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CultureMap Emails are Awesome

Houston startups raise funding, secure partnerships across space, health, and sports tech

short stories

It's been a new month and a few Houston startup wrapped up November with news you may have missed.

In this roundup of short stories within Houston startups and tech, three Houston startups across health care, space, and sports tech have some news they announced recently.

Houston digital health company launches new collaboration

Koda Health has a new partner. Image via kodahealthcare.com

Houston-based Koda Health announced a new partnership with data analytics company, CareJourney.

"This collaboration will aim to develop benchmarking data for advance care planning and end-of-life metrics," the company wrote on LinkedIn. "Koda will provide clinical and practice-based expertise to guide the construction of toolkits, dashboards, and benchmarks that improve ACP programs and end-of-life outcomes."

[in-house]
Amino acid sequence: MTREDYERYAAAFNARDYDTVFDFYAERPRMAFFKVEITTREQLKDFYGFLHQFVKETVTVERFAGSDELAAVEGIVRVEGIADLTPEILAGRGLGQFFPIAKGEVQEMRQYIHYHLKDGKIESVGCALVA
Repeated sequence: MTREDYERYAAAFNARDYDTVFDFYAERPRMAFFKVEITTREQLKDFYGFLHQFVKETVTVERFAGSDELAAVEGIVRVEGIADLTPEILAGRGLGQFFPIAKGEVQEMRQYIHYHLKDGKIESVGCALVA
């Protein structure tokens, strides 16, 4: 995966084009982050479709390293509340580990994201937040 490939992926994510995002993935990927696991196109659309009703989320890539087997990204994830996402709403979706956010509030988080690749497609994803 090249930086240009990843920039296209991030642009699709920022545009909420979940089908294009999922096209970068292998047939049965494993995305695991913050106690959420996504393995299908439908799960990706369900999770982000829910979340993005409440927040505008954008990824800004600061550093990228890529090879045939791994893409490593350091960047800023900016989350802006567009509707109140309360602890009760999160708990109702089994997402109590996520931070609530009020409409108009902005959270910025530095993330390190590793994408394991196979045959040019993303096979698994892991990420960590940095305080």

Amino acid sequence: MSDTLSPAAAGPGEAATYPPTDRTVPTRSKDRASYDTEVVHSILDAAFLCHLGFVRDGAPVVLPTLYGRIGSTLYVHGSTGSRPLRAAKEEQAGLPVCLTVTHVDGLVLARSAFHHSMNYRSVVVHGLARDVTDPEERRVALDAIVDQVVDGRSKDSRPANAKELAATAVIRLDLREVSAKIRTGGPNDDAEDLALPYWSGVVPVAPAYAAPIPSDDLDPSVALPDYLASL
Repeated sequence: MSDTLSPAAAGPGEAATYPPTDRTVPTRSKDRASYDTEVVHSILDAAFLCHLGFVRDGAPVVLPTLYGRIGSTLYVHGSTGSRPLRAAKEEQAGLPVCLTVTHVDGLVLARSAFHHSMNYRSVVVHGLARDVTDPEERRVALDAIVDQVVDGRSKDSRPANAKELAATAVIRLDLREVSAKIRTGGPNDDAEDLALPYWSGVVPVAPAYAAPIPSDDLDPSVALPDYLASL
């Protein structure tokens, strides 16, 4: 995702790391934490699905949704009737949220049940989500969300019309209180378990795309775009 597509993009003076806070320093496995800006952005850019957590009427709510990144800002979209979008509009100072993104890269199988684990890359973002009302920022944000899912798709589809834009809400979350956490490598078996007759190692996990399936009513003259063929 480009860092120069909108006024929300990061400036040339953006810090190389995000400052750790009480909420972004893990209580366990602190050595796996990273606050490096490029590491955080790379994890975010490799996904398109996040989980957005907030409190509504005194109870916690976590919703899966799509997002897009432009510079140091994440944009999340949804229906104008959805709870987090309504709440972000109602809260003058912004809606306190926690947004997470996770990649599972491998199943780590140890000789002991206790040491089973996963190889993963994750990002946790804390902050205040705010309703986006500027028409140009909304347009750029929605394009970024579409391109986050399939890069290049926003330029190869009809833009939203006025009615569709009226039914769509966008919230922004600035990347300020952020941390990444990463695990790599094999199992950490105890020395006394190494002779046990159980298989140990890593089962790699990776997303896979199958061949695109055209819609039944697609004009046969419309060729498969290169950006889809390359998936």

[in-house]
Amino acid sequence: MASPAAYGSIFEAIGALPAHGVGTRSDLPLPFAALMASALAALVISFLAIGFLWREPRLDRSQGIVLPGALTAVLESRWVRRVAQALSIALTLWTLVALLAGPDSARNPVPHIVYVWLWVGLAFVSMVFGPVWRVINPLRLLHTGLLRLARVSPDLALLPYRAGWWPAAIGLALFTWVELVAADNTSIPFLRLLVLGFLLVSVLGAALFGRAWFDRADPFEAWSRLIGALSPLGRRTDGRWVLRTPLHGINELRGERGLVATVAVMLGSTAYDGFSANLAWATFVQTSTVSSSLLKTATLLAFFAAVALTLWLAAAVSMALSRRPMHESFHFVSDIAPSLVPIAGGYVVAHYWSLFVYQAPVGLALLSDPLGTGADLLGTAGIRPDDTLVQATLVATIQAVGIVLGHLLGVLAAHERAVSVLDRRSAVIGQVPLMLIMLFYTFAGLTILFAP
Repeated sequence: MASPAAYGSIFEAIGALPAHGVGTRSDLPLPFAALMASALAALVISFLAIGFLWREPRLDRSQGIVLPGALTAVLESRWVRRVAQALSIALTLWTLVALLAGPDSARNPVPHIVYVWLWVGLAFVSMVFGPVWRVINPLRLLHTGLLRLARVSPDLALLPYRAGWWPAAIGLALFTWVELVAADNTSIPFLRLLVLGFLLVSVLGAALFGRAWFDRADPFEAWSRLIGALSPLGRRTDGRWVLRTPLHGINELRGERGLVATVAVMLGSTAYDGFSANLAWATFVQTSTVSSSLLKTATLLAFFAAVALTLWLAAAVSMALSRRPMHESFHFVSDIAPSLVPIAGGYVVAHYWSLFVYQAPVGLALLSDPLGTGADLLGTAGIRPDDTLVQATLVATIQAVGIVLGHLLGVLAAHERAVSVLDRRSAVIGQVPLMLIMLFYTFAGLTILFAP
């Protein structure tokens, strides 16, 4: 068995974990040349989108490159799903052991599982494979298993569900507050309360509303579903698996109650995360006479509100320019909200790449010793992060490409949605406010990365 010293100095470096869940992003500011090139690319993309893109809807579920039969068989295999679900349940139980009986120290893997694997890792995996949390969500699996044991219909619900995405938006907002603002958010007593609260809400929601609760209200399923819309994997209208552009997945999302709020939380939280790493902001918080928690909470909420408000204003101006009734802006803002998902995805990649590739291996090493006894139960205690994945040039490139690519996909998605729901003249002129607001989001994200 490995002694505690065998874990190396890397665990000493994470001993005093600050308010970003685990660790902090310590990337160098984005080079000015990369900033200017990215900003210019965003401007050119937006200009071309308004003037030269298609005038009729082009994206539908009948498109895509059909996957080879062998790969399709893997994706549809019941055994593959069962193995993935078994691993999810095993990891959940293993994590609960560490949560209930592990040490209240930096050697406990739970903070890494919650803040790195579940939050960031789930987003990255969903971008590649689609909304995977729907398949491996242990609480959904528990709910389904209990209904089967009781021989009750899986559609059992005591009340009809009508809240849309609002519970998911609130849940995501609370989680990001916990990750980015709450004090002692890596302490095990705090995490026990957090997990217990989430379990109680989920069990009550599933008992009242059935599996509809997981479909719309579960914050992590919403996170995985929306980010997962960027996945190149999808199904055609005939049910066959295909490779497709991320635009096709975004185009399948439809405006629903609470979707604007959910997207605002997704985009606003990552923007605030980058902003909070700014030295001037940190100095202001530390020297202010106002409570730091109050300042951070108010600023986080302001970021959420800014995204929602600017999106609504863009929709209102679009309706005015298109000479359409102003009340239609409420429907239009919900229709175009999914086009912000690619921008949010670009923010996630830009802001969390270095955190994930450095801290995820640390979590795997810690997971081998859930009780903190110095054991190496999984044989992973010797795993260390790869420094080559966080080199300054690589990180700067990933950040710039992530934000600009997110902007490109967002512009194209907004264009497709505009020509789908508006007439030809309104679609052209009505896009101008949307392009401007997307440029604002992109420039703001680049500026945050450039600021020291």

Koda Health announced the partnership in November..

“Beyond the checkbox of a billing code or completed advance directive, it’s important to build and measure a process that promotes thoughtful planning among patients, their care team, and their loved ones,” says Desh Mohan, MD, Koda's chief medical officer, in the post.

CareJourney was founded in 2014 in Arlington, Virginia.

"I'm hopeful next-generation quality measures will honor the patient’s voice in defining what it means to deliver high quality care, and our commitment is to measure progress on that important endeavor," noted Aneesh Chopra, CareJourney's co-founder and president.

Sports tech startup raises $500,000 pre-seed investment